I see two problems here - optimizing the battle on the server and allowing the player to view and change the battle before it is finished.
First things first - optimizing the battles. You need to design combat in rounds, and roll dices for each unit separately within each round, giving you 20000 computations per round - each unit attacks one other unit and defends from one attack. You can design the combat system so that it will last a small amount of rounds, for instance a 100 for 10000-unit armies. If you find your battles take longer, you could make them more 'bloody' using various techniques - make combat between opponents more random (higher standard deviation), penalize fighting between the same 2 units for more than 2 rounds etc. This should give you a required total number of 'computations' in the millions per one battle of 10000 units, which seems sensible. Moreover, it is easily breakable down into smaller chunks or parallelizable from the other server work.
A different approach you could try is using Lancherster's laws for mathematically modelling battles.
Once you have that, you can look at your second problem differently. You can precompute battles and store them as a series of states, each state corresponding to a combat round. Displaying battles is, like many things in games, interpolation - you know in what timeframe each round should occur, so when displaying the battle at any given time you can choose the two nearest precalculated rounds and show to the player a dynamically-changing state that is somewhere in-between. You don't have to be precise; nobody is interested in exact numbers. If the player decides to retreat, you can confirm the action instantly and send it to the server, which will recalculate part of the battle - from the current (or next) frame onwards. If you give the player instant feedback, he will accept that the action is non-instantious and that there might be more casualties that the last displayed number (it's believable that receiving an order and retreating take time). Other events - reinforcements, change of tactics, spells/abilities etc - can all be handled in the same way, by recalculating the battle from the given moment onwards.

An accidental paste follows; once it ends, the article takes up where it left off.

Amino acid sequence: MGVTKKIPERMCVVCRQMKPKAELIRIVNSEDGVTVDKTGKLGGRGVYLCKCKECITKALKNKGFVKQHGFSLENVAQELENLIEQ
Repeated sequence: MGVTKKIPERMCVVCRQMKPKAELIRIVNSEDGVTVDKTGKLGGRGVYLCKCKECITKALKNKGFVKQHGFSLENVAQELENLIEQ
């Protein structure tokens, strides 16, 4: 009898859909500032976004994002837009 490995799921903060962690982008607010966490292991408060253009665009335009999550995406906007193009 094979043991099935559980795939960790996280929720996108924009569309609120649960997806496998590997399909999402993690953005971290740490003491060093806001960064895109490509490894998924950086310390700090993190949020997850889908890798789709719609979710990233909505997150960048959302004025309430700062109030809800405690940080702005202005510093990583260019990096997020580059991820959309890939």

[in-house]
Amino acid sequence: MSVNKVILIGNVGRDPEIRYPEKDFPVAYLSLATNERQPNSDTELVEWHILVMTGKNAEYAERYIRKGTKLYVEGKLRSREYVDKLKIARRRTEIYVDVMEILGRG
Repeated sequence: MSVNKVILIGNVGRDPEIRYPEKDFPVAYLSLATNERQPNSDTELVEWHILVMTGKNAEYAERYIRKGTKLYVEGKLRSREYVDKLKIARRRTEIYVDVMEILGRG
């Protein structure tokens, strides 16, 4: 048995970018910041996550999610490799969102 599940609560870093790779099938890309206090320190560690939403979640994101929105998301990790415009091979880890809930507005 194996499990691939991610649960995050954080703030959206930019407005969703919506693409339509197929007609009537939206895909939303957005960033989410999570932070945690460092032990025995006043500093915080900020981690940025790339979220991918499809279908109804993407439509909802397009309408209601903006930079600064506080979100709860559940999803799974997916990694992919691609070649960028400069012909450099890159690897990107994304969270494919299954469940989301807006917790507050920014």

In essence, what I'm saying is discretize the battle, store it, interpolate for the purposes of showing it to the player and recalculate when a player decision is made.